harles McPherson is a living legend, one of the all-time greats of bebop, post=bob, and the alto saxophone.
He also happens to be one of the world’s great educators, connecting deeply with students at SJW over the years, and providing a tremendous inspiration for their musical development, and a positive influence in their lives in general.
Connecting with Charles is one of the best things you can do for your own growth as a musician, and we invite you to do so this summer at Jazz Institute!
Charles was born in Joplin, Missouri but grew up in Detroit, Michigan, where he studied with the renowned pianist Barry Harris and started playing jazz professionally at age 19. He moved from Detroit to New York in 1959 and performed with Charles Mingus from 1960 to 1972. While performing with Mingus, he collaborated frequently with Harris, trumpeter Lonnie Hillyer, and tenor saxophonist George Coleman.
Charles has performed at concerts and festivals with his own variety of groups, consisting of quartets, quintets to full orchestras. He has toured the U.S., Europe, Japan, Africa and South America with his own group, as well as with jazz greats Barry Harris, Billy Eckstine, Lionel Hampton, Nat Adderly, Jay McShann, Phil Woods, Wynton Marsalis, Tom Harrell, Randy Brecker, James Moody, Dizzy Gillespie, and others.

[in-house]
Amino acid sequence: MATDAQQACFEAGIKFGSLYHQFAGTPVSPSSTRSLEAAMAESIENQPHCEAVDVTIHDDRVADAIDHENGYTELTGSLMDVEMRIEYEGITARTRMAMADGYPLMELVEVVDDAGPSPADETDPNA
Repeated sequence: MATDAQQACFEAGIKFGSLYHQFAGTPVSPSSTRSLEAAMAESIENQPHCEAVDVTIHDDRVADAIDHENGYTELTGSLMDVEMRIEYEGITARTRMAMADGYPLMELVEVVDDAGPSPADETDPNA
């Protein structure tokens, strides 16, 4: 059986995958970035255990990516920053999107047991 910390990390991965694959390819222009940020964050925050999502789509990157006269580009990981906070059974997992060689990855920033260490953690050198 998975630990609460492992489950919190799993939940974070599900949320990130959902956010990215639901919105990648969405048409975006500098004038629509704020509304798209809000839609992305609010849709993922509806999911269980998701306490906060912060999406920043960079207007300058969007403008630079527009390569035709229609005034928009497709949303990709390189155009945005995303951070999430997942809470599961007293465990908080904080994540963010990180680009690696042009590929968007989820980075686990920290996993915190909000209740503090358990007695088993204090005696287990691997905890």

He has recorded as guest artist with Charlie Mingus, Barry Harris, Art Farmer, Kenny Drew, Toshiko Akiyoshi, the Carnegie Hall Jazz Orchestra, and the Lincoln Center Jazz Orchestra with Wynton Marsalis. He has recorded as leader on Prestige, Fantasy, Mainstream, Discovery, Xanadu, and most recently Arabesque. Charles was also the featured alto saxophonist in the Clint Eastwood film “Bird,” a biography about Charlie Parker.
Charles remains a strong, viable force on the jazz scene today. He is at the height of his powers. His playing combines passionate feeling with intricate patterns of improvisation. Throughout his five decades of being an integral performer of the music, Charles has not merely remained true to his bebop origins, but has expanded on them. Stanley Crouch says in his New York Times article on Charles, “He is a singular voice who has never sacrificed the fluidity of his melody making and is held in high esteem by musicians both long seasoned and young.”